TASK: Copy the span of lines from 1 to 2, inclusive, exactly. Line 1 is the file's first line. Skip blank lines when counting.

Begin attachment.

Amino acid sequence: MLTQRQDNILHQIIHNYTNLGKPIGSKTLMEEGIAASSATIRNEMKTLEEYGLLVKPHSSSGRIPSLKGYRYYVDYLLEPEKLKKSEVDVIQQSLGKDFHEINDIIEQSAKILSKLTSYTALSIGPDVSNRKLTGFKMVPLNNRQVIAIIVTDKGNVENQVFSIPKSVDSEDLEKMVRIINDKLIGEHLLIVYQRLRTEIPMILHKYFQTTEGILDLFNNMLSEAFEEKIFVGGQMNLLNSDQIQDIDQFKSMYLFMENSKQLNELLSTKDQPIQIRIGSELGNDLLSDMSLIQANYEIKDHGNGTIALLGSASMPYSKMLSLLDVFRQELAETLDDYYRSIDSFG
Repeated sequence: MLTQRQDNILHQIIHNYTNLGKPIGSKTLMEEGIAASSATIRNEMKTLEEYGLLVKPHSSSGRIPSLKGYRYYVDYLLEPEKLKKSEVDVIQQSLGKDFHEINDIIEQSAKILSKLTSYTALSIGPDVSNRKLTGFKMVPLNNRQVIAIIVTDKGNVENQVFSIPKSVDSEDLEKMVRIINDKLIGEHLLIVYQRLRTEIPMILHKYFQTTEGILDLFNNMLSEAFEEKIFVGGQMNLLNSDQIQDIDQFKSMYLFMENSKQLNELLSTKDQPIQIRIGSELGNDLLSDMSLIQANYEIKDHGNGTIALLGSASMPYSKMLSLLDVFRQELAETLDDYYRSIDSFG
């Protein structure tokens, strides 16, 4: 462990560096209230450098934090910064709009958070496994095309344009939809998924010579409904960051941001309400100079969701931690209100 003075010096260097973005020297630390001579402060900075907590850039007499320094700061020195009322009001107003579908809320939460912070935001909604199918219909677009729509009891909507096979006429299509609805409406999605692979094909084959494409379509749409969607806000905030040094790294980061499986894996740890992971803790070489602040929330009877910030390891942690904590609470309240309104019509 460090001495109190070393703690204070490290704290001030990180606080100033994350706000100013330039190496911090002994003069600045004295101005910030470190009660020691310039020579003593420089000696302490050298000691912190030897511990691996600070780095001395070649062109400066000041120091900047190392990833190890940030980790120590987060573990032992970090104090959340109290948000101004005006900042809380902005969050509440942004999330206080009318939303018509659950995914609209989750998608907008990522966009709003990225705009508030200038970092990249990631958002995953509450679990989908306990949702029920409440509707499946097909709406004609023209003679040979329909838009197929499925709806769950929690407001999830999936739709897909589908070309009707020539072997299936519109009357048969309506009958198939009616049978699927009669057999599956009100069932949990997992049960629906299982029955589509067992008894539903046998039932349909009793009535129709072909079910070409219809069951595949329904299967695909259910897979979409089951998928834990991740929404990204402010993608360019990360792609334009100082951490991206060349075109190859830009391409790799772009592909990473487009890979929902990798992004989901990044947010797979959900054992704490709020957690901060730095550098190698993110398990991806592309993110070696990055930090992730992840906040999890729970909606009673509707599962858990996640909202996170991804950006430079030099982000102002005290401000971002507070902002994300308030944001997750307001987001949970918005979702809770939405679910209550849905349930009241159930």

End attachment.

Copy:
Amino acid sequence: MLTQRQDNILHQIIHNYTNLGKPIGSKTLMEEGIAASSATIRNEMKTLEEYGLLVKPHSSSGRIPSLKGYRYYVDYLLEPEKLKKSEVDVIQQSLGKDFHEINDIIEQSAKILSKLTSYTALSIGPDVSNRKLTGFKMVPLNNRQVIAIIVTDKGNVENQVFSIPKSVDSEDLEKMVRIINDKLIGEHLLIVYQRLRTEIPMILHKYFQTTEGILDLFNNMLSEAFEEKIFVGGQMNLLNSDQIQDIDQFKSMYLFMENSKQLNELLSTKDQPIQIRIGSELGNDLLSDMSLIQANYEIKDHGNGTIALLGSASMPYSKMLSLLDVFRQELAETLDDYYRSIDSFG
Repeated sequence: MLTQRQDNILHQIIHNYTNLGKPIGSKTLMEEGIAASSATIRNEMKTLEEYGLLVKPHSSSGRIPSLKGYRYYVDYLLEPEKLKKSEVDVIQQSLGKDFHEINDIIEQSAKILSKLTSYTALSIGPDVSNRKLTGFKMVPLNNRQVIAIIVTDKGNVENQVFSIPKSVDSEDLEKMVRIINDKLIGEHLLIVYQRLRTEIPMILHKYFQTTEGILDLFNNMLSEAFEEKIFVGGQMNLLNSDQIQDIDQFKSMYLFMENSKQLNELLSTKDQPIQIRIGSELGNDLLSDMSLIQANYEIKDHGNGTIALLGSASMPYSKMLSLLDVFRQELAETLDDYYRSIDSFG